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You Lost Your Home, but You’re Still Standing

When you move, you feel a loss with leaving your home. You take a walk around every room and remember family dinners, new babies, waking up on Saturday morning in your PJ’s and curled up on your favorite chair. None of us can imagine the horror of leaving our home unexpectedly to save our life. But that’s what happened to thousands in the recent storms that hit the Houston, Texas area.

It didn’t happen without warning. Most Houstonians heard the forecast, and most prepared because it’s part of the weather you deal with every day in Houston. However, no one could imagine a storm with the strength and pattern Hurricane Harvey thrust upon us. As a longtime resident of Houston, I can assure you, I have never seen anything like it and it continues to feel surreal.

If you’re one of the people living in Houston, you may feel a sense of relief that you weren’t hit. But you also may feel what thousands feel who survived - a need to help those who lost their homes and risked their life leaving. If you’re trying to help someone as they grieve, it’s important to remember that they will heal faster if you listen and let them talk about it. They won’t get over it, and they won’t ever return to their “normal” self. However, they can return to a more insightful, understanding, and grateful self if you’re willing to be present, listen, and show love instead of talking at them.

A monumental loss, such as a flooded home, is experienced in stages. Elisabeth Kubler-Ross identified five stages that are most commonly experienced after a catastrophic loss. In each stage listed below, I mention what the person may feel like and what you can do to help:

  1. Denial. Initially, most people told themselves they’d be okay. They had family and plenty of food. Upon rescue, people are grateful to simply have their lives and may be in denial about the amount of loss they suffered.

  • HELPER’S ROLE: Reassure them that no one could have predicted the severity of the storm. Reassure them that hindsight is easier, and it’s about what they do with the situation now that will mean the most in their recovery.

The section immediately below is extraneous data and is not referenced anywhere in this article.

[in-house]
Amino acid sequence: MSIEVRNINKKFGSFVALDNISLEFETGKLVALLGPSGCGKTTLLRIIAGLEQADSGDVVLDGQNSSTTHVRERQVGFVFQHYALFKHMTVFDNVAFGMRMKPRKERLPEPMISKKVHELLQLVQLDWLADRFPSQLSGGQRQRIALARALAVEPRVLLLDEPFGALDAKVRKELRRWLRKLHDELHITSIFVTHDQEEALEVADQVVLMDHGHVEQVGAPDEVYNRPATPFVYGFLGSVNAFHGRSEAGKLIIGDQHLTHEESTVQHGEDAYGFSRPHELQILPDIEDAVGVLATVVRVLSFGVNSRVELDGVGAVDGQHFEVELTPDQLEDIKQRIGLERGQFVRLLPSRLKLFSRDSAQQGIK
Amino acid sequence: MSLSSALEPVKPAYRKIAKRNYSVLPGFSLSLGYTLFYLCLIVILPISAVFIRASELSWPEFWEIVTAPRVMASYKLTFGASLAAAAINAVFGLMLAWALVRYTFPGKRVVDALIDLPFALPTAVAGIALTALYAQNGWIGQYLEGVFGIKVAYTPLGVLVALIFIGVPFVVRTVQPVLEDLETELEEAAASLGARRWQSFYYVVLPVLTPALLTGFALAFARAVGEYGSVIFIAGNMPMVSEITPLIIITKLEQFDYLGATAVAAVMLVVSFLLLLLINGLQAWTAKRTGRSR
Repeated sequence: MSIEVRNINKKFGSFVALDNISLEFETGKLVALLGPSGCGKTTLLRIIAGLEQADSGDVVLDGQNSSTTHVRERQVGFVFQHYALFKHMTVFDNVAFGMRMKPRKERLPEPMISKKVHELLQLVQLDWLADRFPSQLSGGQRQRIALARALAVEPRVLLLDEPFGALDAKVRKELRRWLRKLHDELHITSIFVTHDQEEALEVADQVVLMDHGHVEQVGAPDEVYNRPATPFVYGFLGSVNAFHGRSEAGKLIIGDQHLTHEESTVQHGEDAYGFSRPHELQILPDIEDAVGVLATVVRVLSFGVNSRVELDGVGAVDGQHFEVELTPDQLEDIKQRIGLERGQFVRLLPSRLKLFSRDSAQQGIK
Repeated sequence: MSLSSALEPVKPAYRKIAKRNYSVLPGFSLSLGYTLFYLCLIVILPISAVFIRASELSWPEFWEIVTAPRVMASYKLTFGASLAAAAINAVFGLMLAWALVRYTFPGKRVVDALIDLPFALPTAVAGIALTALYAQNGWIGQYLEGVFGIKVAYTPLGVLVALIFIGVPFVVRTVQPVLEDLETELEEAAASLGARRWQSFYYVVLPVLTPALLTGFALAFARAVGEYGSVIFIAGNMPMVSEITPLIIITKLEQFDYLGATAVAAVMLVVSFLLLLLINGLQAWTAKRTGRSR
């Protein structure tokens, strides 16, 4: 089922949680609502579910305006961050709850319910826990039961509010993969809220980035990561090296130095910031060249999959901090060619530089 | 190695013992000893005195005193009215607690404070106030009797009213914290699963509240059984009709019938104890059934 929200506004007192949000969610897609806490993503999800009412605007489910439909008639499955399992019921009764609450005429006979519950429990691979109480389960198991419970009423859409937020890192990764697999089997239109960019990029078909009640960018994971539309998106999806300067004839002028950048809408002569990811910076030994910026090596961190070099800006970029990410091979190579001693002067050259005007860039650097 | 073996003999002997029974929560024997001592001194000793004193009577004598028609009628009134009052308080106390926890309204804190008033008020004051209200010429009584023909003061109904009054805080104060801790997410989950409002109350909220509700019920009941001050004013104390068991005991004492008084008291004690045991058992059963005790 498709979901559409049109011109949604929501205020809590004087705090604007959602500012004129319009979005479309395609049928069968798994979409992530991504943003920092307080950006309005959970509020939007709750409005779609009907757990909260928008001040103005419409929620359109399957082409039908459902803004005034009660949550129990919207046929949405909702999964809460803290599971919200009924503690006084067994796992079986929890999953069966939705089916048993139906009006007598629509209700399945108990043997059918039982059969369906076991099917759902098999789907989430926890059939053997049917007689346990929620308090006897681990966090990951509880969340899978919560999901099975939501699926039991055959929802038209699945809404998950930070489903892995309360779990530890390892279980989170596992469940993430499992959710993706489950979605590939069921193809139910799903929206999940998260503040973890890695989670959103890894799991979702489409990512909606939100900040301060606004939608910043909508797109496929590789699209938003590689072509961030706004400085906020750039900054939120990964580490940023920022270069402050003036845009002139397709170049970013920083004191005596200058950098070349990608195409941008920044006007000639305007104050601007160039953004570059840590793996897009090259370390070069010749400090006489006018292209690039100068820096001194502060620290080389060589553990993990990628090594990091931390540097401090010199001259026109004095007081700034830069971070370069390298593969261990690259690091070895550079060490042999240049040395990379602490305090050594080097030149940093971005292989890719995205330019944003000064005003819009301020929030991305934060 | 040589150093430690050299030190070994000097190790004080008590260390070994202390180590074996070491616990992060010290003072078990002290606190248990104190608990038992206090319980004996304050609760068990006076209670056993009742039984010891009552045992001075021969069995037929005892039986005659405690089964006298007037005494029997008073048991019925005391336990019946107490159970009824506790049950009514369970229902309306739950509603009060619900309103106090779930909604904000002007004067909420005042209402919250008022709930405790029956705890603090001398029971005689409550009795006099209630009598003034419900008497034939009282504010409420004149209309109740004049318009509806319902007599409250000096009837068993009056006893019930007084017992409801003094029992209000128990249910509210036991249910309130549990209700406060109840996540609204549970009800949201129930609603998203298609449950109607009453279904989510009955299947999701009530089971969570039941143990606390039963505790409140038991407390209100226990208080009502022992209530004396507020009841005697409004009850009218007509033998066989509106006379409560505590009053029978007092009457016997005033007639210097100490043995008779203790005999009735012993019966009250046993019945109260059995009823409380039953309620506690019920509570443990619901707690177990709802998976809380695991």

1. Anger. This stage comes and goes and is completely normal as the recovery continues. Why isn’t more being done to help us? How will we make it through? You begin blaming others because of your fear. You want to have some sense of control when you feel out of control.

  • HELPER’S ROLE: Allow them to talk about their anger. Do not judge them as being ungrateful.

  1. Bargaining. As you begin dealing with your anger, you begin making more bargains. This stage is commonly expressed by praying for God to help you, but if God doesn’t work fast enough it fuels your anger again.

  • HELPER’S ROLE: Reassure them that you’re praying with them. Then turn your focus to what the two of you can do together that will help.

  1. Depression. This stage is the most difficult when you’re experiencing it. It goes on and on, and the stress you feel is overwhelming. If extended long enough, you may feel like you don’t even care.

  • HELPERS ROLE: Remind them that you are there, and be present. Become a routine in their life so they can count on you to be there for them. Keep your word and be as consistent as possible. They need to know you are the real thing.

  1. Acceptance. Eventually your feelings of sadness, grief, and overwhelming stress will be accepted. From here, you may begin to see a light. It may not last long, and it may change to anger again, but that’s okay. In this case, it’s normal to feel sad, mad, and accepting all in the same day.

  • HELPER’S ROLE: Take small steps with them. When they get overwhelmed, remind them how far they’ve come and what a good job they’re doing. This is the stage to encourage and remind them of their strength.

There is a catastrophic loss in Texas right now, and that means an incredible opportunity for everyone to reach out, connect, and be part of the healing.


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